Kim MacQuarrie’s Peru & South America Blog
The Death of Pablo Escobar, by Fernando Botero
From my travel journal: Medellín, Antioquia:
Pablo [Ochoa] and I arrive on the dirt road finally at the cluster of buildings that used to house Pablo Escobar, his brother and other Medellin Cartel associates. But the road to the buildings is blocked by an empty kiosk and a gate with a chain lock. No one is manning the kiosk. So we drive further up the hill to a cluster of new buildings, that lie above the prison. The buildings are part of a Benedictine Monastery that was built about five years ago and we part before a small, A-frame chapel built of wood. From inside comes music in form of Gregorian chants. Far below us, in glimpses through the clouds, rise the pink skyscrapers of El Poblado, a wealthy suburb of Medellin.
Inside, the chapel is empty, the music turns out to be a recording and there are wooden pew benches. On a wall is a statue of Christ, surrounded by pictures of the stations of the cross. A 40ish man approaches us. He’s a bit lean and gaunt and tells us he a priest. He offers to give us a tour but not before another cab arrives and a shirtless man gets out, covered in tattoos, makes his way inside, and kneels at a pew. He looks like a gangster and has traveled all of the way up the mountainside to pray. (more…)
The Kon Tiki 2 prepares for its maiden voyage in the port of Callao (Lima), Peru
Kon-Tiki Expedition Raft Trip Revived with Trip to Easter Island
Oct 29, 2015
(Translated by Kim MacQuarrie)
(Note: I met Thor Heyerdahl in 1988 up in Tucume, in northern Peru, as he was excavating among the Moche pyramids. I spent about three days helping him to clear the site and he was a very gracious host. One of the chapters in my forthcoming book, Life and Death in the Andes, addresses Heyerdahl’s voyages and theories and also chronicles my search for the reed boat builder who built Heyerdahl’s rafts for his Ra Expeditions. I found him still alive and well, 82-years-old, and living in a village alongside Lake Titicaca. I also investigate whether Heyerdahl’s migration theories were ever substantiated. Much has been learned since his 1947 raft trip from Peru to the Marquesas Islands).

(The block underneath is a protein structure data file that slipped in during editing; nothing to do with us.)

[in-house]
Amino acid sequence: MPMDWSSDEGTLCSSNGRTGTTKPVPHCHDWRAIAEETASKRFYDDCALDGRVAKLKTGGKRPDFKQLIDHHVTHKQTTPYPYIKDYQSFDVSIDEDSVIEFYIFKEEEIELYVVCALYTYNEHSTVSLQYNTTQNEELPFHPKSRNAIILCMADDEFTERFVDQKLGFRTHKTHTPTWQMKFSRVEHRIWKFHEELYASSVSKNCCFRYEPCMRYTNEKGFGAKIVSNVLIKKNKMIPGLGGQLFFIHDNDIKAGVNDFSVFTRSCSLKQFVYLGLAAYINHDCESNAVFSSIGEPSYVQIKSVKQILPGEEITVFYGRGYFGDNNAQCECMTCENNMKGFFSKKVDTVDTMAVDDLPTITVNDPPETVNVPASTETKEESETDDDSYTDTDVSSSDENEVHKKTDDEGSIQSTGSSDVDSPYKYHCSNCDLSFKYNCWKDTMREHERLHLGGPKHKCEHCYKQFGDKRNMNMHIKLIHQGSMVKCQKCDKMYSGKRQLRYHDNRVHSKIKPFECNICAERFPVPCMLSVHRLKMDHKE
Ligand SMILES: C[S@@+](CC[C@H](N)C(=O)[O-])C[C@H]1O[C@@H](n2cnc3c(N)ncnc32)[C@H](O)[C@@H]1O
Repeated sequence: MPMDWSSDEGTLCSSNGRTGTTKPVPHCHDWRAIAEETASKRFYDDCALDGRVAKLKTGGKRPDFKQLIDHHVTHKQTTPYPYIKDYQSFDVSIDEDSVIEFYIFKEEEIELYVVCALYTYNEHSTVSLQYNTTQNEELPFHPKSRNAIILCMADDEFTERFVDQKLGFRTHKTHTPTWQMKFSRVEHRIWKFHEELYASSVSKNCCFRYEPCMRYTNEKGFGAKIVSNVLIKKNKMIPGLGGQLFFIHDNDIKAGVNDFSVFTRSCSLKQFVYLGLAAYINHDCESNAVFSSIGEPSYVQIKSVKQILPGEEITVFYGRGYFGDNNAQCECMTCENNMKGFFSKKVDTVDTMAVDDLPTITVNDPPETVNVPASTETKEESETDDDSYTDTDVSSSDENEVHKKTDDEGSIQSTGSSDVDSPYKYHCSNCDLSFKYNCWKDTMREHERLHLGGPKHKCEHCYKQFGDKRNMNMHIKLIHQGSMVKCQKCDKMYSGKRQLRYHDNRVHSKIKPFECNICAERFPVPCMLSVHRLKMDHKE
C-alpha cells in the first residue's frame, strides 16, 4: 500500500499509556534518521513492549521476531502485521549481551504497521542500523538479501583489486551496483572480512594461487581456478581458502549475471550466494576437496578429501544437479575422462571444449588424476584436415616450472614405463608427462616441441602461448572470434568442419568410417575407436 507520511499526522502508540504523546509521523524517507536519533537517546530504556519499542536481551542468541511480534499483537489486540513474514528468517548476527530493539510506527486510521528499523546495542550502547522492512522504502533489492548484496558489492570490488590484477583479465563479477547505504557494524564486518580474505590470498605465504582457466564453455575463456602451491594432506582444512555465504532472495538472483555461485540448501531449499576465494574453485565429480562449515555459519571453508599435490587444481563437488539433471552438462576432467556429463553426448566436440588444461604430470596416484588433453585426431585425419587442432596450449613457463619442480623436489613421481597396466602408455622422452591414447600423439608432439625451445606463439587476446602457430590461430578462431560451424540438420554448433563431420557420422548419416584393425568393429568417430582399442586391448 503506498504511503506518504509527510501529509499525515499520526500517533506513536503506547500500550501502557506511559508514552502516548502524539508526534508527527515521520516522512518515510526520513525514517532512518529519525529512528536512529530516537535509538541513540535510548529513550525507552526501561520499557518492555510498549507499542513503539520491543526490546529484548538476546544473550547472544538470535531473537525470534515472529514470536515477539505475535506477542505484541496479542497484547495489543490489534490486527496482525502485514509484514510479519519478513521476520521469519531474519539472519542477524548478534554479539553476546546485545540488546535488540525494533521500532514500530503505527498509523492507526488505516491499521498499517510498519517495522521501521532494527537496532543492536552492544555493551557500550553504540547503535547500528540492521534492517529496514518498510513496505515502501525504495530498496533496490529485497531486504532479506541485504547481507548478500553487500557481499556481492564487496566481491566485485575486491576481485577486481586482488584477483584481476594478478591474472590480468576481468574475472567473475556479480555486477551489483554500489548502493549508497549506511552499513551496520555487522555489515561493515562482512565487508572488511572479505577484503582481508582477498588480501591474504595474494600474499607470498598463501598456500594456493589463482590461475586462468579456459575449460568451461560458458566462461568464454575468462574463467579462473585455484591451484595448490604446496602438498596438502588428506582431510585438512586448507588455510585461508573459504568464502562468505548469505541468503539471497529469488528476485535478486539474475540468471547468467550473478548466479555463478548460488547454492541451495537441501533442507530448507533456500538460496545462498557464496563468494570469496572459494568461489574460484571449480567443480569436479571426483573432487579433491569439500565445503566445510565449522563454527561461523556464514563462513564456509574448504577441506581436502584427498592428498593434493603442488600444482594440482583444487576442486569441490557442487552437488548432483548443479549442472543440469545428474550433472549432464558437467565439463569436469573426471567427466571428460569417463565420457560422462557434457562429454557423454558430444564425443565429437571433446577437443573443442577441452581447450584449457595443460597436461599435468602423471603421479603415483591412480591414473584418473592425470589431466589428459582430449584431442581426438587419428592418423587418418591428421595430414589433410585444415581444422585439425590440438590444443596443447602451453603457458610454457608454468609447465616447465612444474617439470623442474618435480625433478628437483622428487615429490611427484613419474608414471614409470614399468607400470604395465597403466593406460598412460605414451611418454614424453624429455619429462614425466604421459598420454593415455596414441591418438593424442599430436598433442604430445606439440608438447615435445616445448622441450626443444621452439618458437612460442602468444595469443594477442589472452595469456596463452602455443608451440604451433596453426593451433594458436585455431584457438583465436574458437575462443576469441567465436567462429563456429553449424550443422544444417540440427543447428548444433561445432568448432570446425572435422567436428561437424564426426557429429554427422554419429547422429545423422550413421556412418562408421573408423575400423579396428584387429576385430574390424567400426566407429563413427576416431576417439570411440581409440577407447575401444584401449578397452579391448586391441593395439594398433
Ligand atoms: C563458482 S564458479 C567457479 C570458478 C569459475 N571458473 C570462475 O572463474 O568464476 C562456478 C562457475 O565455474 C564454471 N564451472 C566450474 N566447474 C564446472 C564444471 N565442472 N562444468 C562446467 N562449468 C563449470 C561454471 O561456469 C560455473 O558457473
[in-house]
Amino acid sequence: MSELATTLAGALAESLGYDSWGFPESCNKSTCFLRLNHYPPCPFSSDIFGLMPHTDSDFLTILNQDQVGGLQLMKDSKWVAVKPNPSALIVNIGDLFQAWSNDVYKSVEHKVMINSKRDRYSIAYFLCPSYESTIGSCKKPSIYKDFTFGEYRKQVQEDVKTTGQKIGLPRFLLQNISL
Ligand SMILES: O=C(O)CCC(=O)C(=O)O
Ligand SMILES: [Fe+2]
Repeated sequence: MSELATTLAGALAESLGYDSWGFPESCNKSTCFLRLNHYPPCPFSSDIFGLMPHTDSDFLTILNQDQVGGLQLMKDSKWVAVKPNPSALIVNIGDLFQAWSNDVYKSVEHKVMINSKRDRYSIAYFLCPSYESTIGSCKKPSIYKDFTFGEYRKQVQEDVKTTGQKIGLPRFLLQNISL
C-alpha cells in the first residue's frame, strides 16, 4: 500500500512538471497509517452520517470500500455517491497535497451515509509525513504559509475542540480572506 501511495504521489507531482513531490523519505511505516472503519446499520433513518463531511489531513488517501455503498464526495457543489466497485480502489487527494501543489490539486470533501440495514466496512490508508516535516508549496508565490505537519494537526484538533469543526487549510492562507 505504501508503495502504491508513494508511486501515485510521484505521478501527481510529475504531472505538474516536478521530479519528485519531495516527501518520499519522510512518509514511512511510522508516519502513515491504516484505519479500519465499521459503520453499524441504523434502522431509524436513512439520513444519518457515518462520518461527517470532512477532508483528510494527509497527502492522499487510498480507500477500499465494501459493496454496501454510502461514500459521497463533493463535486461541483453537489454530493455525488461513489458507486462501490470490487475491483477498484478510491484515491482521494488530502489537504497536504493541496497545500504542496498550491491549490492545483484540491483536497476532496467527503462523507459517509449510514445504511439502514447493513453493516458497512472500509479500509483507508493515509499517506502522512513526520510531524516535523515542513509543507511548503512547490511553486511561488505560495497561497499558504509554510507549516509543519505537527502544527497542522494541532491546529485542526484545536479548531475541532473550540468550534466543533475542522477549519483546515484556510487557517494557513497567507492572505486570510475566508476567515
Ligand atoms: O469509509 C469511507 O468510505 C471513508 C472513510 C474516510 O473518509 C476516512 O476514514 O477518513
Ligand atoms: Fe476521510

Enthusiasm reigns among the members of the Kon Tiki II, an expedition consisting of two rafts bound for Easter Island from [the port of] Callao early next month. The crew of 14 hails from Peru, Norway, New Zealand, England, Russia, Chile and three other nations and emulates the modes of navigation used by the ancient Peruvians.
Map of the Inca Empire and location of discovery
A team of Spanish explorers and scientists, using satellite imagery, discovered in mid-September a previously unknown Inca site some 150 miles north of Cusco. Using computer imaging software, the expedition reached a mountain top and discovered some 50 structures and an Incan cemetery complete with skeletal remains. In addition, near the summit, the team discovered structures that resemble those involved in human sacrifice, or capacocha, found elsewhere in the Andes. According to the team, it’s possible that the site was used by Incas after the initial conquest of the Inca Empire by Francisco Pizarro, during the period of nearly forty years when a rump empire of Inca guerrillas existed in the Vilcabamba area. In 1572, the Spaniards invaded Vilcabamba, captured the final Inca emperor, and beheaded him in the main square in Cusco.